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Laser disc decompression. The importance of proper patient selection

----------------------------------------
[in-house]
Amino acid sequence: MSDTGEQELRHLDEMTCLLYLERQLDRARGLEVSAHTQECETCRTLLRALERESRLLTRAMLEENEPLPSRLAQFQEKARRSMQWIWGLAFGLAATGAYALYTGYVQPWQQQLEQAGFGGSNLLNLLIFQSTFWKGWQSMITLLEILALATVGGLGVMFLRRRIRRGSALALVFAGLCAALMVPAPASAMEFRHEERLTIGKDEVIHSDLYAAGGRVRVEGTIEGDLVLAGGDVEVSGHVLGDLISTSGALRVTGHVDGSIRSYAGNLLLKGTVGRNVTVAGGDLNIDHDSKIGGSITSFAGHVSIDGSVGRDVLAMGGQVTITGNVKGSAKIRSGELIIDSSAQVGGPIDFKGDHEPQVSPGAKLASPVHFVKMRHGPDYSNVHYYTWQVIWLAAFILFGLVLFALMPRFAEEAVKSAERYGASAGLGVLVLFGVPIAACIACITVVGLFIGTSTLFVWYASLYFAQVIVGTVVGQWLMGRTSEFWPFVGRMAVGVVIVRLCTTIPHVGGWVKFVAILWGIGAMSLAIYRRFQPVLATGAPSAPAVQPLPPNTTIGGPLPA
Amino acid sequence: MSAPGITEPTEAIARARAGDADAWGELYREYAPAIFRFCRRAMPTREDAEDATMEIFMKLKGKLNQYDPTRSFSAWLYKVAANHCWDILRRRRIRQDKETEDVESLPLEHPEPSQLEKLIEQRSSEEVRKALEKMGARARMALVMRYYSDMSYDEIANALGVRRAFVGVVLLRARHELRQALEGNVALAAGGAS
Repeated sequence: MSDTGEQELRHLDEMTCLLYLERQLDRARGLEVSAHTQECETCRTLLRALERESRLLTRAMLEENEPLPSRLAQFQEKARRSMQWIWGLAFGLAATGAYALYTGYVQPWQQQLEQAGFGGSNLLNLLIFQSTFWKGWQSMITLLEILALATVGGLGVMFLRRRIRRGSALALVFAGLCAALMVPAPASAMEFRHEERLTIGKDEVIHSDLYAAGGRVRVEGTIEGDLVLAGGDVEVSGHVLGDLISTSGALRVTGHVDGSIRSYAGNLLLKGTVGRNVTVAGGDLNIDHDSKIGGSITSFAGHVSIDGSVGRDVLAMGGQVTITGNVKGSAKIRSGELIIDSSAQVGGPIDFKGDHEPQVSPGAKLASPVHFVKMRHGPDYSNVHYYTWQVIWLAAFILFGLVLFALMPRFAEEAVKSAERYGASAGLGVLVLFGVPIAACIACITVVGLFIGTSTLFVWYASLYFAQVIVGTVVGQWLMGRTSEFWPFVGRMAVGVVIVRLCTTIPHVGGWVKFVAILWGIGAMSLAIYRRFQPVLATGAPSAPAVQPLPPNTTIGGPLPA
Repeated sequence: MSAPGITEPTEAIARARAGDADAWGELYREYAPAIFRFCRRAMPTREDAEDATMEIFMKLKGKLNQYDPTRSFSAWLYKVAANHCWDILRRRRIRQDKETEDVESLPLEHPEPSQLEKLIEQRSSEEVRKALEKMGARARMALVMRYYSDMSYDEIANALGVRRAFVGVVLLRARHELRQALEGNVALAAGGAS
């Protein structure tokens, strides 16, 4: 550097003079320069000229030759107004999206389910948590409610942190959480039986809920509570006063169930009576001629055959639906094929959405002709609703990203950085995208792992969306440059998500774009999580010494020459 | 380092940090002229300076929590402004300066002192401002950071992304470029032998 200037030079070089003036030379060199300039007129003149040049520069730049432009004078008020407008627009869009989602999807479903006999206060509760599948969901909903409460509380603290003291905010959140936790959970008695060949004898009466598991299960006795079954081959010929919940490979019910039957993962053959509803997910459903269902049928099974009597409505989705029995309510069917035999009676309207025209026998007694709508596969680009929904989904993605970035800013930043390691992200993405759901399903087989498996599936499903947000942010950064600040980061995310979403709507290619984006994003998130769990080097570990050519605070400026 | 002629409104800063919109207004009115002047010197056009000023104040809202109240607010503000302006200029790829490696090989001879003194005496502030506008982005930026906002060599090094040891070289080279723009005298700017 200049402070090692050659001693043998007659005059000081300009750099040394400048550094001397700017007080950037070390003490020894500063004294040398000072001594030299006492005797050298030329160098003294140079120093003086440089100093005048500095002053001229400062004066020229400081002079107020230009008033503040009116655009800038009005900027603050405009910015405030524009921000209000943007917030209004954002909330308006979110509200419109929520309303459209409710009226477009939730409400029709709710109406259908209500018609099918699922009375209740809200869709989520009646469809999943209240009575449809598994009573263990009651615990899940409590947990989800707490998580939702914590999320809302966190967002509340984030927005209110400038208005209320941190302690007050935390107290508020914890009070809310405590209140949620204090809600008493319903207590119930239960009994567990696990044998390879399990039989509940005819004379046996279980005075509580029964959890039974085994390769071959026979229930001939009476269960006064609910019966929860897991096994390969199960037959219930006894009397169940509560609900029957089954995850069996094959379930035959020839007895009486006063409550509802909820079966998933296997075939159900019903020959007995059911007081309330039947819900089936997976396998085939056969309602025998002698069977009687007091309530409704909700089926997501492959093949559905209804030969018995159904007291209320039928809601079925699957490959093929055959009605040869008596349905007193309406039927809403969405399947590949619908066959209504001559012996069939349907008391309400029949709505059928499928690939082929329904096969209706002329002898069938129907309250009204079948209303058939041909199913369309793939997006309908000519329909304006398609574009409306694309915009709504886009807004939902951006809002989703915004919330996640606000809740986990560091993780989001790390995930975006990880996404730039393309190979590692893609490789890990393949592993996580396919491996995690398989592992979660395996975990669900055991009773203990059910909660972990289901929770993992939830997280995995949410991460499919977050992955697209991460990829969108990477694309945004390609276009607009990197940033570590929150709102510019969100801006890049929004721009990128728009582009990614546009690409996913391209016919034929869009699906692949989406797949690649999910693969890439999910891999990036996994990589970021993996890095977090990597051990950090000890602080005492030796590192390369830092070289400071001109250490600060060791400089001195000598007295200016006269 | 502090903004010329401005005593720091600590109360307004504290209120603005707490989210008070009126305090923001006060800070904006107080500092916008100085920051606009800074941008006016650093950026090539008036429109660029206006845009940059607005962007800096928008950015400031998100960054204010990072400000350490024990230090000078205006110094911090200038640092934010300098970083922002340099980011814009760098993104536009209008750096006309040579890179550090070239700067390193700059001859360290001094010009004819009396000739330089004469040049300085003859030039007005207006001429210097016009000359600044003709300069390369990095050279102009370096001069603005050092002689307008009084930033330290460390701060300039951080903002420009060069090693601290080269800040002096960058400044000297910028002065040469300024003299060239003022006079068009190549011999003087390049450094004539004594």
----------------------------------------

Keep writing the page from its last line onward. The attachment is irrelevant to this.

STUDY DESIGN: The value of adherence to selection criteria for laser disc decompression (LDD) was evaluated. A total of 204 patients who underwent LDDs were identified. Follow-up information could be obtained for 164 (80.8%) patients. Results were compared based on the selection criteria. SUMMARY OF BACKGROUND DATA: Laser disc decompression is a relatively new procedure. Few reports concerning outcome of LDD exist; and none deal specifically with patient selection. OBJECTIVE: This study compared the results of LDD performed among patients who met appropriate selection criteria with those who did not. Also, the value of discography in patient selection for LDD was investigated. METHODS: Two independent reviewers extracted data from patient charts. From this information, each patient was assigned to one of three groups: 1) those who met all selection criteria for LDD (leg pain, positive physical examination finding such motor, sensory, or reflex deficits, and/or straight leg raise, contained disc herniation confirmed by discography); 2) those who did not meet the selection criteria (had a normal physical examination, the presence of stenosis, spondylolisthesis, extruded disc fragment, leakage of discographic dye from the outer annulus, multiple prior lumbar surgeries); or 3) those who could not be assigned to either of the first two groups for reasons such as discography not being performed or inadequate physical examination data recorded in the chart. At 1 year follow-up, each patient was sent a questionnaire assessing outcome. Successful outcome was defined to be no subsequent lumbar surgery, the patient felt that LDD had helped, and if the patient was working before symptom onset, he was able to work at the time of follow-up. RESULTS: Among the 41 patients who met all selection criteria, the success rate was 70.7% (29/41); among patients who did not meet all the criteria, the success rate was only 28.6% (12/42); significantly less than in the first group (P < 0.005). Among patients who could not be assigned definitively to either of the first two groups, the success rate was 55.6% (45/81). Also, the success rate among patients with discographic confirmation of a contained disc herniation was significantly greater than among those who either did not have discography performed or extravasation of contrast was noted (70.7% vs. 44.4%, P < 0.035). CONCLUSIONS: These results emphasize the importance of strict adherence to appropriate selection criteria to obtain satisfactory results from LDD

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